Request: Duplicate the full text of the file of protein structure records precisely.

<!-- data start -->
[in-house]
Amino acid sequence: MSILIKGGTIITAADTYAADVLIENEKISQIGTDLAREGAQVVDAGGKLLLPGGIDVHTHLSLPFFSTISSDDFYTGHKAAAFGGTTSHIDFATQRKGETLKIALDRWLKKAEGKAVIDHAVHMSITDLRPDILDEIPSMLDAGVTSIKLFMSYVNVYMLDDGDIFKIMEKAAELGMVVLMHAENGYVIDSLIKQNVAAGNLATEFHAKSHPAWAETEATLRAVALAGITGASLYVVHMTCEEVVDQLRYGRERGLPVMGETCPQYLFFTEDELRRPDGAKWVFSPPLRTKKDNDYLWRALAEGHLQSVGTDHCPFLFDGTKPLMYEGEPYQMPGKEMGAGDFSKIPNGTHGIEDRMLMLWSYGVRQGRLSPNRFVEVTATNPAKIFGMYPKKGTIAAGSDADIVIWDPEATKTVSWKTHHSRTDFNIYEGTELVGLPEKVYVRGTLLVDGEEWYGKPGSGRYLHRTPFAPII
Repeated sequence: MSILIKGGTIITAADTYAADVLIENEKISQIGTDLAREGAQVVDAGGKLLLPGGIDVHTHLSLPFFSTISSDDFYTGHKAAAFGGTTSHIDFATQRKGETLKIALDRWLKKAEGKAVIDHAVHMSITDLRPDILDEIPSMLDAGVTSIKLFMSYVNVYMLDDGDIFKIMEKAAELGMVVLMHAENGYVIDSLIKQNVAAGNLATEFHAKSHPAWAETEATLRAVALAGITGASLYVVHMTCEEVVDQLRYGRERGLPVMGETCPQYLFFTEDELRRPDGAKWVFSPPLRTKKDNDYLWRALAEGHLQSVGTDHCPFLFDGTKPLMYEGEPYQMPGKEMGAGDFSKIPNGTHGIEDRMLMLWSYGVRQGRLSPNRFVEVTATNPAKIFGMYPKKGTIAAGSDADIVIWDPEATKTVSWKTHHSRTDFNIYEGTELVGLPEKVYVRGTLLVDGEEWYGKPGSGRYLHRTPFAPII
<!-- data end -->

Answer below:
[in-house]
Amino acid sequence: MSILIKGGTIITAADTYAADVLIENEKISQIGTDLAREGAQVVDAGGKLLLPGGIDVHTHLSLPFFSTISSDDFYTGHKAAAFGGTTSHIDFATQRKGETLKIALDRWLKKAEGKAVIDHAVHMSITDLRPDILDEIPSMLDAGVTSIKLFMSYVNVYMLDDGDIFKIMEKAAELGMVVLMHAENGYVIDSLIKQNVAAGNLATEFHAKSHPAWAETEATLRAVALAGITGASLYVVHMTCEEVVDQLRYGRERGLPVMGETCPQYLFFTEDELRRPDGAKWVFSPPLRTKKDNDYLWRALAEGHLQSVGTDHCPFLFDGTKPLMYEGEPYQMPGKEMGAGDFSKIPNGTHGIEDRMLMLWSYGVRQGRLSPNRFVEVTATNPAKIFGMYPKKGTIAAGSDADIVIWDPEATKTVSWKTHHSRTDFNIYEGTELVGLPEKVYVRGTLLVDGEEWYGKPGSGRYLHRTPFAPII
Repeated sequence: MSILIKGGTIITAADTYAADVLIENEKISQIGTDLAREGAQVVDAGGKLLLPGGIDVHTHLSLPFFSTISSDDFYTGHKAAAFGGTTSHIDFATQRKGETLKIALDRWLKKAEGKAVIDHAVHMSITDLRPDILDEIPSMLDAGVTSIKLFMSYVNVYMLDDGDIFKIMEKAAELGMVVLMHAENGYVIDSLIKQNVAAGNLATEFHAKSHPAWAETEATLRAVALAGITGASLYVVHMTCEEVVDQLRYGRERGLPVMGETCPQYLFFTEDELRRPDGAKWVFSPPLRTKKDNDYLWRALAEGHLQSVGTDHCPFLFDGTKPLMYEGEPYQMPGKEMGAGDFSKIPNGTHGIEDRMLMLWSYGVRQGRLSPNRFVEVTATNPAKIFGMYPKKGTIAAGSDADIVIWDPEATKTVSWKTHHSRTDFNIYEGTELVGLPEKVYVRGTLLVDGEEWYGKPGSGRYLHRTPFAPII